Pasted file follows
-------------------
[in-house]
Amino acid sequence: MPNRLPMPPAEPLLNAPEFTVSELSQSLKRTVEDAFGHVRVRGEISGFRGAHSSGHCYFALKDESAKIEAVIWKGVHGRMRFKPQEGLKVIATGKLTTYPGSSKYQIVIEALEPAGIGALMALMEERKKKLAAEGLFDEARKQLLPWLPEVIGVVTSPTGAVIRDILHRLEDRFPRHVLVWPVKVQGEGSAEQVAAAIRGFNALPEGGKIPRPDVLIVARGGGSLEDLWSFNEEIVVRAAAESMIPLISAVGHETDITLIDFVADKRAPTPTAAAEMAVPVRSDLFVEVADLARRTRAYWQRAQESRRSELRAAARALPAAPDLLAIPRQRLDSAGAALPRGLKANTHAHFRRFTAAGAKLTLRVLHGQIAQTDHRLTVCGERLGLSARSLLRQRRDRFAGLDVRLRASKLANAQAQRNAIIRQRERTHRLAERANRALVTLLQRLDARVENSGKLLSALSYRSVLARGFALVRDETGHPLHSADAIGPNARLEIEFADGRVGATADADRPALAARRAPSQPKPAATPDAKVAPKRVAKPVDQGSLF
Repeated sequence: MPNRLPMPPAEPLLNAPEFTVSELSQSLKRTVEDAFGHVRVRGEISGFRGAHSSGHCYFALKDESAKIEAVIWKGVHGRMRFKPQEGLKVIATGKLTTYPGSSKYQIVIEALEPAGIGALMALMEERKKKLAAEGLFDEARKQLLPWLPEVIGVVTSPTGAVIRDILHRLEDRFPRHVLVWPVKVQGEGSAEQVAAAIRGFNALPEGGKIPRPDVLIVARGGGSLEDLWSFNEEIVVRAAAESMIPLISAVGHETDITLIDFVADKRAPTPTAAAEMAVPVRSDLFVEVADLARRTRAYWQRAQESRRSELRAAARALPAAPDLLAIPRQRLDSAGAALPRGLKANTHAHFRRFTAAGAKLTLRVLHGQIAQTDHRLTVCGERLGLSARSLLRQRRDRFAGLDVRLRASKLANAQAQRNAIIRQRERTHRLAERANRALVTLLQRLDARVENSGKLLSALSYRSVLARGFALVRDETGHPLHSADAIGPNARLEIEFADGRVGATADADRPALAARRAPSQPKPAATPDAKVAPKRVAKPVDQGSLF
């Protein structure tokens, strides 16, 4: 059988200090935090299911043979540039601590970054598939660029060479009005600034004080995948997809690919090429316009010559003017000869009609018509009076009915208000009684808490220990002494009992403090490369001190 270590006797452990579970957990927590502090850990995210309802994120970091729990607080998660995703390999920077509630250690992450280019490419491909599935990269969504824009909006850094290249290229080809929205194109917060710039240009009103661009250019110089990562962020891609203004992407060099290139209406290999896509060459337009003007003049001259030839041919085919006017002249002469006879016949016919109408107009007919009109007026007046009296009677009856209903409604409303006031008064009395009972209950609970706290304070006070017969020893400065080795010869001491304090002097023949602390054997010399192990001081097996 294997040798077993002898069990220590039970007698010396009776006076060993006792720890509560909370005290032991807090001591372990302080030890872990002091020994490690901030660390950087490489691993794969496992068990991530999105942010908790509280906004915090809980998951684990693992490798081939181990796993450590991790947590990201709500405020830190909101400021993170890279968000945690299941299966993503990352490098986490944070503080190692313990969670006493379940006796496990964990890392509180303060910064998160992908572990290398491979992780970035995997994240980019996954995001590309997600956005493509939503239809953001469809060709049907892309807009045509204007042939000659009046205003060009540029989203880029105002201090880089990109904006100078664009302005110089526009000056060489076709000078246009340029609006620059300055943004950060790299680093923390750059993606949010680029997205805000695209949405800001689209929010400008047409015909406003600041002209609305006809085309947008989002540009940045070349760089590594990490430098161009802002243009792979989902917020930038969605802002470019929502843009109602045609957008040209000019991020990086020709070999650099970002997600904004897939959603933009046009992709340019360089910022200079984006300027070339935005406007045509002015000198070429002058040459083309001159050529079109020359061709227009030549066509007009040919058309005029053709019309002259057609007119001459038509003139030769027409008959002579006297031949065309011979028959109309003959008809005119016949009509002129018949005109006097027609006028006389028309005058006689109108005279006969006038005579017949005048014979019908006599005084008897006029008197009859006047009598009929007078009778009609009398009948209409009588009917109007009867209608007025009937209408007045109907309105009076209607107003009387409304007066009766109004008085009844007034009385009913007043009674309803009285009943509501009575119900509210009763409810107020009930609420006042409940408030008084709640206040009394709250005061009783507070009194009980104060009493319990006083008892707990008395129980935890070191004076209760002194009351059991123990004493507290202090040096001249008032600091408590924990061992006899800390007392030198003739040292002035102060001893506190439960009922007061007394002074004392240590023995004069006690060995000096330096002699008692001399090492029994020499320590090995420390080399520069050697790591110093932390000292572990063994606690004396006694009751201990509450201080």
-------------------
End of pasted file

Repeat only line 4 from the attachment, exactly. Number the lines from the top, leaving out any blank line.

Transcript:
């Protein structure tokens, strides 16, 4: 059988200090935090299911043979540039601590970054598939660029060479009005600034004080995948997809690919090429316009010559003017000869009609018509009076009915208000009684808490220990002494009992403090490369001190 270590006797452990579970957990927590502090850990995210309802994120970091729990607080998660995703390999920077509630250690992450280019490419491909599935990269969504824009909006850094290249290229080809929205194109917060710039240009009103661009250019110089990562962020891609203004992407060099290139209406290999896509060459337009003007003049001259030839041919085919006017002249002469006879016949016919109408107009007919009109007026007046009296009677009856209903409604409303006031008064009395009972209950609970706290304070006070017969020893400065080795010869001491304090002097023949602390054997010399192990001081097996 294997040798077993002898069990220590039970007698010396009776006076060993006792720890509560909370005290032991807090001591372990302080030890872990002091020994490690901030660390950087490489691993794969496992068990991530999105942010908790509280906004915090809980998951684990693992490798081939181990796993450590991790947590990201709500405020830190909101400021993170890279968000945690299941299966993503990352490098986490944070503080190692313990969670006493379940006796496990964990890392509180303060910064998160992908572990290398491979992780970035995997994240980019996954995001590309997600956005493509939503239809953001469809060709049907892309807009045509204007042939000659009046205003060009540029989203880029105002201090880089990109904006100078664009302005110089526009000056060489076709000078246009340029609006620059300055943004950060790299680093923390750059993606949010680029997205805000695209949405800001689209929010400008047409015909406003600041002209609305006809085309947008989002540009940045070349760089590594990490430098161009802002243009792979989902917020930038969605802002470019929502843009109602045609957008040209000019991020990086020709070999650099970002997600904004897939959603933009046009992709340019360089910022200079984006300027070339935005406007045509002015000198070429002058040459083309001159050529079109020359061709227009030549066509007009040919058309005029053709019309002259057609007119001459038509003139030769027409008959002579006297031949065309011979028959109309003959008809005119016949009509002129018949005109006097027609006028006389028309005058006689109108005279006969006038005579017949005048014979019908006599005084008897006029008197009859006047009598009929007078009778009609009398009948209409009588009917109007009867209608007025009937209408007045109907309105009076209607107003009387409304007066009766109004008085009844007034009385009913007043009674309803009285009943509501009575119900509210009763409810107020009930609420006042409940408030008084709640206040009394709250005061009783507070009194009980104060009493319990006083008892707990008395129980935890070191004076209760002194009351059991123990004493507290202090040096001249008032600091408590924990061992006899800390007392030198003739040292002035102060001893506190439960009922007061007394002074004392240590023995004069006690060995000096330096002699008692001399090492029994020499320590090995420390080399520069050697790591110093932390000292572990063994606690004396006694009751201990509450201080």